Strategic tax planning is an important part of building and preserving your wealth. There is a saying that says, “it’s not what you make that matters, it’s what you keep that can make a difference.” Don’t leave money on the table, wasting money on taxes that you don’t legally have to pay. For many people, taxes are your biggest expense. It makes sense to focus on saving money where you currently spend the most. Strategic tax planning guarantees results, but those guaranteed results start with planning. When it comes to creating and managing wealth, the greater we can control and limit taxes during your lifetime, the greater resources you’ll have for your family and the bigger your legacy will be that you can leave behind, positively impacting the people and causes that matter to you. We can show you how you can use strategic tax planning to retain more of your wealth.
The Tax Cuts and Jobs Act was signed into law by President Trump in December 2017, ushering in a new wave of tax rules. The tax code is thousands of pages long, full of obscure rules on topics that don’t apply to most Americans. It’s likely that you don’t need to know expensing costs for replanting citrus plants, net operating losses for life insurance companies, and limits on FDIC premiums that banks with more than $10 billion in assets can deduct. With all the new tax law changes, what you need to understand is how the Trump tax plan affects you, and how you can take advantage of these new rules to keep more of what you make. At Financial Gravity we know that, in the end, it’s what you keep that counts.
Taxes and patriotism have been wrapped up together pretty much since the Boston Tea Party. The consensus has long been that while paying taxes is a patriotic act, overpaying on your taxes is not. The United States has one of the highest rates of tax compliance in the developed world, and while a majority of taxpayers in the United States see taxpaying as their civic duty, there is no reason to overpay what is legally, ethically, or morally owed. A basic business fundamental is to maximize money coming in and minimize money going out. The easiest way to increase profit is to ensure that you aren’t spending money unnecessarily. A strategic tax plan from Financial Gravity is the business fundamental you are missing to make sure you aren’t paying more in taxes than what is required.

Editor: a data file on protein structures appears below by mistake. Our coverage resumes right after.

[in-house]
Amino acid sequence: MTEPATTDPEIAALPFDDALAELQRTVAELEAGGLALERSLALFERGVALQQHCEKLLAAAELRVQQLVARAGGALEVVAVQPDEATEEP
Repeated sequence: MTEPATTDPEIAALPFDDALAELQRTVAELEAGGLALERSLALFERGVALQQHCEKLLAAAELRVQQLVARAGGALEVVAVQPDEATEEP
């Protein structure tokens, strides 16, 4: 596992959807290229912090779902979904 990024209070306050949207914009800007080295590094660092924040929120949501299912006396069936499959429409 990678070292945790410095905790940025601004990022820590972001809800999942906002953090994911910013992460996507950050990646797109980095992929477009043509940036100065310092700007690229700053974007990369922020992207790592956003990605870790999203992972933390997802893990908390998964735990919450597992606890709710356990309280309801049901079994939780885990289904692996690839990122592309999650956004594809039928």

In 2017 the corporate tax rate was 35 percent, but most American companies paid far less than that. The Tax Cuts and Jobs Act created a single flat rate of 21 percent, but even that number is higher than studies indicate corporations are paying. What corporations actually pay, their effective tax rate, is estimated to be between 13 and 19 percent for federal taxes, based on multiple studies. That effective tax rate is far lower than the rate many other small businesses pay every year. The tax code is full of opportunities for businesses to save money — if they know how to leverage the tax law for their benefit. The problem is that most tax preparers are concerned only with what they see in the rearview window, without being able to look forward. Strategic tax planning from Financial Gravity gives business owners of any size the tools to legally paying less in taxes.
Member Office Locations
Alabama Arkansas Arizona California Colorado Connecticut Delaware Florida Georgia Hawaii Iowa Illinois Indiana Kansas Kentucky Louisiana Massachusetts Maryland Michigan Missouri Montana North Carolina New Jersey New York Ohio Oklahoma Pennsylvania South Carolina Tennessee Texas Utah Virginia Washington Wisconsin Wyoming